Open Source and Its Growing Significance for Businesses

by Ostatic Staff - Jun. 02, 2010

In case you missed it, Bruce Byfield has a very interesting essay posted on the history of FOSS, and it includes some interesting thoughts on where free, open source software is headed. You can find the essay here. In Byfield's essay, he provides a historical account of the growth of the open source movement, ranging from the development of infrastructure software such as Apache to the growth in sophistication of open source licenses. But it's his thoughts on how open source can increasingly mean more to businesses that are really eye-catching.

Byfield notes this:

"Business and FOSS have become increasingly close allies in the last decade, with many companies or executives becoming heavily involved in the community. Today, FOSS appeals to venture capitalists and business executives in several ways. It is now seen as a source of disruptive technologies, potentially risky investments, but ones that, if successful, can mean a greater return on investment."

"Just as importantly, by using FOSS, startup companies can reduce development time and bring products to market sooner than if they have to do all their development themselves. According to longtime FOSS venture capitalist Larry Augustin, the average time for a return on an investment is five to seven years, while for FOSS-based companies, it can be as little as three or four years."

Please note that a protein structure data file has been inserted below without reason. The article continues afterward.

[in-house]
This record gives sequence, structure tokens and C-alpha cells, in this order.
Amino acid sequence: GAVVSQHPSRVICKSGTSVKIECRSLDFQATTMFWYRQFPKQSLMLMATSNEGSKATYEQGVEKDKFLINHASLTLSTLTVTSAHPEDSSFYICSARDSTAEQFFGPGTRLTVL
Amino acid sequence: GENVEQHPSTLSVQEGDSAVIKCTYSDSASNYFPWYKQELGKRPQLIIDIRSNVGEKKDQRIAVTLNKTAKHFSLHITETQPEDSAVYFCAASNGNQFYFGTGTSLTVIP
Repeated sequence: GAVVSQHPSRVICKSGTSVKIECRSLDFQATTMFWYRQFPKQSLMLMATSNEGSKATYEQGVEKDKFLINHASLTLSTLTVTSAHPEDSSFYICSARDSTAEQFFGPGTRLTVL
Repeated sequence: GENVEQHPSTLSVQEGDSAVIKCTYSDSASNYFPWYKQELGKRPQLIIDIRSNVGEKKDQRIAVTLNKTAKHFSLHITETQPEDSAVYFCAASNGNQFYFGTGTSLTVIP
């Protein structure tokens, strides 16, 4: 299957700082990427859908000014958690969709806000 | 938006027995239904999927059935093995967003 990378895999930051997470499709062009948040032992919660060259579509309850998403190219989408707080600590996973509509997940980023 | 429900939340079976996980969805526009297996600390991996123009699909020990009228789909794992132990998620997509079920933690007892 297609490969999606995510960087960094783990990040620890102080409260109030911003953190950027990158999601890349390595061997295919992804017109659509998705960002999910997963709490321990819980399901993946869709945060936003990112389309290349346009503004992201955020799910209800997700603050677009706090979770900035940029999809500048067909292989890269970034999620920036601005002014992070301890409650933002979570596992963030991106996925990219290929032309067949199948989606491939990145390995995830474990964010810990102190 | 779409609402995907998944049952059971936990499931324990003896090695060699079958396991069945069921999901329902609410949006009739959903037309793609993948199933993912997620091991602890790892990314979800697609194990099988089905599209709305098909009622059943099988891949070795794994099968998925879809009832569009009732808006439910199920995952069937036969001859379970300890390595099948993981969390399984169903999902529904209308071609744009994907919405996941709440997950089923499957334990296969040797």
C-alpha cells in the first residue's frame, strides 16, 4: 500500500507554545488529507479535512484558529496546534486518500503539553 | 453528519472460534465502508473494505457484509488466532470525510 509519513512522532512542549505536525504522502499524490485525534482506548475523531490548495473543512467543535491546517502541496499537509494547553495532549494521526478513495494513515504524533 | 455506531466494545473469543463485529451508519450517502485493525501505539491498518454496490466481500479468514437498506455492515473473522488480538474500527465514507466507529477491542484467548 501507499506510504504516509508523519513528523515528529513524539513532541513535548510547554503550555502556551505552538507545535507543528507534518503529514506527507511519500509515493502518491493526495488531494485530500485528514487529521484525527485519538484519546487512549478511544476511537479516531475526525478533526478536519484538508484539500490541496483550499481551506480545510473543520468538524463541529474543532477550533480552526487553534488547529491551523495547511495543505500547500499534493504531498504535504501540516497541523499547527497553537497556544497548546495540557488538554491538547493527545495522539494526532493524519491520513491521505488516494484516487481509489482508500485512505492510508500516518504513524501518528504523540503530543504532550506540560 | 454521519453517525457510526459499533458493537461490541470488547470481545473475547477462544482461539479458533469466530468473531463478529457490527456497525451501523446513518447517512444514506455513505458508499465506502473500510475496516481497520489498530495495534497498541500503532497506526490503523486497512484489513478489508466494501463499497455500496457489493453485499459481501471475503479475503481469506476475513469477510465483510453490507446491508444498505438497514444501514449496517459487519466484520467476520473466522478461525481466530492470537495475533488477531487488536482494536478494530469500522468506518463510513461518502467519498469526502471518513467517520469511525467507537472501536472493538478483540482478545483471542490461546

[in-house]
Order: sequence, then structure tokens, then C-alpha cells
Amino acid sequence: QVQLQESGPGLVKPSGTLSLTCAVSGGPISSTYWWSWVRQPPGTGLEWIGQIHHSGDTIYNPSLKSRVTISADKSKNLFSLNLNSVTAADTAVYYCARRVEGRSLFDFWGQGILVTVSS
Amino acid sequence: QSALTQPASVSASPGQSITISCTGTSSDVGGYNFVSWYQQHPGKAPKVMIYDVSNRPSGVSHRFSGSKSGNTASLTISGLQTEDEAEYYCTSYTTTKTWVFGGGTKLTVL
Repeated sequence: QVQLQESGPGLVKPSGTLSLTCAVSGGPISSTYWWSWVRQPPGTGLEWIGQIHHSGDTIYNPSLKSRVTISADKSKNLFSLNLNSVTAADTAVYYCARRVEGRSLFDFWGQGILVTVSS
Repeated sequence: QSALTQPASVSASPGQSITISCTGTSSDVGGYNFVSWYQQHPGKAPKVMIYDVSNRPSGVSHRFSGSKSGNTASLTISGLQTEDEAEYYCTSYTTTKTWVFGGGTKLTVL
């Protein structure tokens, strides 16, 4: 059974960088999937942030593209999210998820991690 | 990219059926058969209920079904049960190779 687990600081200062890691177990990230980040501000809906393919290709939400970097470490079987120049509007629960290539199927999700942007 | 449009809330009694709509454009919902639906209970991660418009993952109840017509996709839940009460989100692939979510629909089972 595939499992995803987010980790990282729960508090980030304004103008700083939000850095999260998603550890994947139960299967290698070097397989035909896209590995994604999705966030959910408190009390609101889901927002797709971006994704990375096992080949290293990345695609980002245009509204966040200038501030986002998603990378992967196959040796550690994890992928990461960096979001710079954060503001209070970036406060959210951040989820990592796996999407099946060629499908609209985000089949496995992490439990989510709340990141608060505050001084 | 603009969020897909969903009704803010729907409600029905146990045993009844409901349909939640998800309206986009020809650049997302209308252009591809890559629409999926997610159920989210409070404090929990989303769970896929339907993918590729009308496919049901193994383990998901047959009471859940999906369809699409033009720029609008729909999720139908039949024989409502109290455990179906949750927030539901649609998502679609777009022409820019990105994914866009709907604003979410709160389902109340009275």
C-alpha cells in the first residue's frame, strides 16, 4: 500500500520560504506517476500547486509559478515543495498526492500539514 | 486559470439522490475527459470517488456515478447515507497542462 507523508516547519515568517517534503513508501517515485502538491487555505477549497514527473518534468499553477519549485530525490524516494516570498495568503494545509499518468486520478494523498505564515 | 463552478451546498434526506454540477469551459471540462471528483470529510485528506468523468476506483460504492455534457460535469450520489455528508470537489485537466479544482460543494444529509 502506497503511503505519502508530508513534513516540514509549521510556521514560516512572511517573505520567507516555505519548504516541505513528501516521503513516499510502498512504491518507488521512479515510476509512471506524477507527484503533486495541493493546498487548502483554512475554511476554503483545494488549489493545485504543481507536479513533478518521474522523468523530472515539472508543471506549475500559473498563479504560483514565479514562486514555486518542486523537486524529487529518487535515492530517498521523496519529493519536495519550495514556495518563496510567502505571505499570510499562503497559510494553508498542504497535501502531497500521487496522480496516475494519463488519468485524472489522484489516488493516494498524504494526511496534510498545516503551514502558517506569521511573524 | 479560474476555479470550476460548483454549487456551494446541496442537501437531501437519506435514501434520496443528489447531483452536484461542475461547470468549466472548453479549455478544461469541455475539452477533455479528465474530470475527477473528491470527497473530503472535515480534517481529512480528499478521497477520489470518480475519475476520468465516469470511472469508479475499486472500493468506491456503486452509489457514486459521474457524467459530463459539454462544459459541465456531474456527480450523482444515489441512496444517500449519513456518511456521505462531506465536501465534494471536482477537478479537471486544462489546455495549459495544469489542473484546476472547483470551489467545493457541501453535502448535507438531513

This is an area where further research would be good to see. There are now numerous startup firms focusing on the idea that if a good idea has already been created, and a good, open source software infrastructure is freely available, then a business can take shape around those positive trends. Cloudera is building that kind of business around the open source Hadoop software framework, and Acquia is building a business around the successful open source Drupal content management system (CMS).

There will be more smart business people who see the existing value in open source platforms and frameworks that have been in development for years. By providing support, evangelism and marketing around these software frameworks, the insta-business can take shape, and it can have promise.

While Byfield's interesting essay focuses primarily on the growing importance of open source software components as productivity tools within existing businesses, there are businesses that don't even exist yet that can be built around open source frameworks. It just takes imagination.